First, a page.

EUROPE - The NOK2.8trn (€352bn) Government Pension Fund Global (GPFG) is planning to exclude two Israeli companies and one Malaysian company, worth a combined NOK15m, from its investment universe.

The Israeli companies were excluded for breaching the fourth Geneva Convention, which states that building settlements on occupied territories is forbidden, while the third company was found to be logging illegally.

The Norwegian minister of finance, Sigbjørn Johnsen, said: "The decision to exclude these companies from the GPFG is based on the Council on Ethics assessment that they are contributing to or are themselves responsible for grossly unethical activity."

The first two companies, Africa Israel Investments, which holds a majority stake in construction company Danya Cebus, were found to be developing settlements in occupied Palestinian territory.

The fund owned share worth NOK7.2m in the company at the end of last year.

Samling Global, a forestry company based in Malaysia, was found by the fund's council of ethics to have "extensive and repeated breaches" of its licence.

A statement from Norway's ministry of finance read: "The recommendation of the Council on Ethics is based on field surveys, satellite image analysis and evaluation of publicly available documentation."

Johnsen added: "The Council on Ethics has assessed Samling Global and concluded the company's forest operations in the rainforests of Sarawak and Guyana contribute to illegal logging and severe environmental damage."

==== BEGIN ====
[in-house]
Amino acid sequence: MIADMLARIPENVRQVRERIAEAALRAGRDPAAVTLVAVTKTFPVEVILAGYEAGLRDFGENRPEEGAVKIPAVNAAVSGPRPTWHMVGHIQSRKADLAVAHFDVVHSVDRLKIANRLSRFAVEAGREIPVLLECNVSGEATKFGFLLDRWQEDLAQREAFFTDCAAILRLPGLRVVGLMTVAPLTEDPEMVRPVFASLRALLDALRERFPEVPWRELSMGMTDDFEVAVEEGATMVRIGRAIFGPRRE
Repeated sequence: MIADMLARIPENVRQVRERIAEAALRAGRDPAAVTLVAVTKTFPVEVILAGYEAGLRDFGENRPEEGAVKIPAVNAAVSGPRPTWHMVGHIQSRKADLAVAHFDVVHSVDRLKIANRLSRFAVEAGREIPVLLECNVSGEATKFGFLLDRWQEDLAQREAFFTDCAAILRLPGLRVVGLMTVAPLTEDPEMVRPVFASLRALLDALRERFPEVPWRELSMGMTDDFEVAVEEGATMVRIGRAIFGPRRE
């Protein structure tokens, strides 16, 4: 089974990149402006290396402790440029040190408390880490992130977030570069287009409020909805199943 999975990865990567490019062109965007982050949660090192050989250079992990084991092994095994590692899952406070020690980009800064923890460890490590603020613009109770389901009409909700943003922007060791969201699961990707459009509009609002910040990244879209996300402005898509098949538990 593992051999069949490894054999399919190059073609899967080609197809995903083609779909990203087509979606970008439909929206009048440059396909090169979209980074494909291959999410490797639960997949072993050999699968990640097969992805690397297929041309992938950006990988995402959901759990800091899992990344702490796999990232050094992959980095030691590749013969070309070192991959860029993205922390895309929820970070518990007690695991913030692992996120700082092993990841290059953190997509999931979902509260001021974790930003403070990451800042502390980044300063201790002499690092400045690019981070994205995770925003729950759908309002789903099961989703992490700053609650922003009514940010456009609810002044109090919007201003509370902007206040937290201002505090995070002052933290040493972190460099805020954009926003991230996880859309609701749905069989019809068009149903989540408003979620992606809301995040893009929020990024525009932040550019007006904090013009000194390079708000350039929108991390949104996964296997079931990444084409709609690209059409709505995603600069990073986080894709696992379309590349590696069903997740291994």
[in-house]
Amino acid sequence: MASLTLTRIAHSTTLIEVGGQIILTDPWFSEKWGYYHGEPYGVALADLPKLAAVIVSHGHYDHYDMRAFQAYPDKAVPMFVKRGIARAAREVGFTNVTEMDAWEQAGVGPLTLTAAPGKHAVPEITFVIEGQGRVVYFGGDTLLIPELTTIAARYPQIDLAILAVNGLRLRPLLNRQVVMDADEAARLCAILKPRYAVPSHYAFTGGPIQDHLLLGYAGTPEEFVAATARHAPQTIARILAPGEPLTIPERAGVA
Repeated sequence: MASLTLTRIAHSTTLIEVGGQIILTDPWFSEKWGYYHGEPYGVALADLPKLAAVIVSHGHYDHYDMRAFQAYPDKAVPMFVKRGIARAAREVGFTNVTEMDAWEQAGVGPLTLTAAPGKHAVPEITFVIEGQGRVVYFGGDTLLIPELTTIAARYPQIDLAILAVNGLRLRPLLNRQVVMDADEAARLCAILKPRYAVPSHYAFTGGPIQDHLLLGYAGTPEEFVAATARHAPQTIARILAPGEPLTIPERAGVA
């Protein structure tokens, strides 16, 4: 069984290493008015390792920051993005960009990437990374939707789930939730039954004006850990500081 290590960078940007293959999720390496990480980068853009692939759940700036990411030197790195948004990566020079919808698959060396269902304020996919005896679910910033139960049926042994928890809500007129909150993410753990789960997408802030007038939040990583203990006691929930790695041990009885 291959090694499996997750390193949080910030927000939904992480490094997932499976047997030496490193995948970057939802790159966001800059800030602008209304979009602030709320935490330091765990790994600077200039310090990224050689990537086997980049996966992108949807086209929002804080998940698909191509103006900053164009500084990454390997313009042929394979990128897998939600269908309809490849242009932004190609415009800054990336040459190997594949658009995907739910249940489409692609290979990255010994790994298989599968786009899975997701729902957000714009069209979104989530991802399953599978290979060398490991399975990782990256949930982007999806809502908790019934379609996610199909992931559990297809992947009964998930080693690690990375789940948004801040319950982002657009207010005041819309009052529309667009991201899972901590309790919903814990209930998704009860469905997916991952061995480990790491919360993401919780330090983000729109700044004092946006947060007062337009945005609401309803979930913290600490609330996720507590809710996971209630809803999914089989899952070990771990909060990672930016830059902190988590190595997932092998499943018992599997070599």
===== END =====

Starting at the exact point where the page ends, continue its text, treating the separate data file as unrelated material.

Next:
In the case of the Israeli companies, it is the first time the Council of Ethics recommended divesting due to what it deemed serious violations of individuals' rights.

Earlier this year, the fund followed through with its pledge to remove 17 tobacco-producing companies from its roster.

In a related matter, the Swedish AP fonds Ethical Council is in continued talks with Canadian mining company GoldCorp following accusations of human rights abuse at a Guatemalan mine run by a subsidiary.

Following an earlier independent study, the Human Rights Impact Assessment (HRIA) that examined the working conditions in the mine, the company has responded to accusations and committed to take action, Annika Andersson, chairwoman of AP fund's Ethical Council told IPE.

"They've committed to take action on most of the recommendations in the study," said Andersson, who is also AP4's head of corporate governance.

"Our philosophy is to engage with companies with the aim of changing their behaviour, so we will not divest at the moment.

"We've started this engagement process and the HRIA study. Goldcorp has committed themselves to take action according to the recommendations in the study. We will follow this closely."